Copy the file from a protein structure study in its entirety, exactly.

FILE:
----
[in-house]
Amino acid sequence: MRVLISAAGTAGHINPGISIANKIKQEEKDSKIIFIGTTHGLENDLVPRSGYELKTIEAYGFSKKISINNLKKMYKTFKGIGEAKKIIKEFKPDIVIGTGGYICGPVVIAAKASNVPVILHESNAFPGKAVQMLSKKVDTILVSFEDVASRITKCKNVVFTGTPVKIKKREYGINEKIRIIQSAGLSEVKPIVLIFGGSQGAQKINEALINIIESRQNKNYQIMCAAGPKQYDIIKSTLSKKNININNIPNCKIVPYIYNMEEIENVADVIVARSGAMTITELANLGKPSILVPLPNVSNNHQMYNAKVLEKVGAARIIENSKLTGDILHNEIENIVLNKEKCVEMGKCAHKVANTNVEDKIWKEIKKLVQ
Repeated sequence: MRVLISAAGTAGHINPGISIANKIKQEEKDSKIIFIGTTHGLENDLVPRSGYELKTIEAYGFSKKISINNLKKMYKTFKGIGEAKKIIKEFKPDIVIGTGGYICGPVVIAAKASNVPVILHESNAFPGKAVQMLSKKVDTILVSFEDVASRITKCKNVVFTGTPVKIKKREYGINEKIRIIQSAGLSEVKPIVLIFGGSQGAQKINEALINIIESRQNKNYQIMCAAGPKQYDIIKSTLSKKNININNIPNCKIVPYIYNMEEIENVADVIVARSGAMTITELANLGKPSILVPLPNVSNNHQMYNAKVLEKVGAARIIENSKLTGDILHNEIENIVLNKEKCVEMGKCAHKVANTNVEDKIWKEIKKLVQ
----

[in-house]
Amino acid sequence: MRVLISAAGTAGHINPGISIANKIKQEEKDSKIIFIGTTHGLENDLVPRSGYELKTIEAYGFSKKISINNLKKMYKTFKGIGEAKKIIKEFKPDIVIGTGGYICGPVVIAAKASNVPVILHESNAFPGKAVQMLSKKVDTILVSFEDVASRITKCKNVVFTGTPVKIKKREYGINEKIRIIQSAGLSEVKPIVLIFGGSQGAQKINEALINIIESRQNKNYQIMCAAGPKQYDIIKSTLSKKNININNIPNCKIVPYIYNMEEIENVADVIVARSGAMTITELANLGKPSILVPLPNVSNNHQMYNAKVLEKVGAARIIENSKLTGDILHNEIENIVLNKEKCVEMGKCAHKVANTNVEDKIWKEIKKLVQ
Repeated sequence: MRVLISAAGTAGHINPGISIANKIKQEEKDSKIIFIGTTHGLENDLVPRSGYELKTIEAYGFSKKISINNLKKMYKTFKGIGEAKKIIKEFKPDIVIGTGGYICGPVVIAAKASNVPVILHESNAFPGKAVQMLSKKVDTILVSFEDVASRITKCKNVVFTGTPVKIKKREYGINEKIRIIQSAGLSEVKPIVLIFGGSQGAQKINEALINIIESRQNKNYQIMCAAGPKQYDIIKSTLSKKNININNIPNCKIVPYIYNMEEIENVADVIVARSGAMTITELANLGKPSILVPLPNVSNNHQMYNAKVLEKVGAARIIENSKLTGDILHNEIENIVLNKEKCVEMGKCAHKVANTNVEDKIWKEIKKLVQ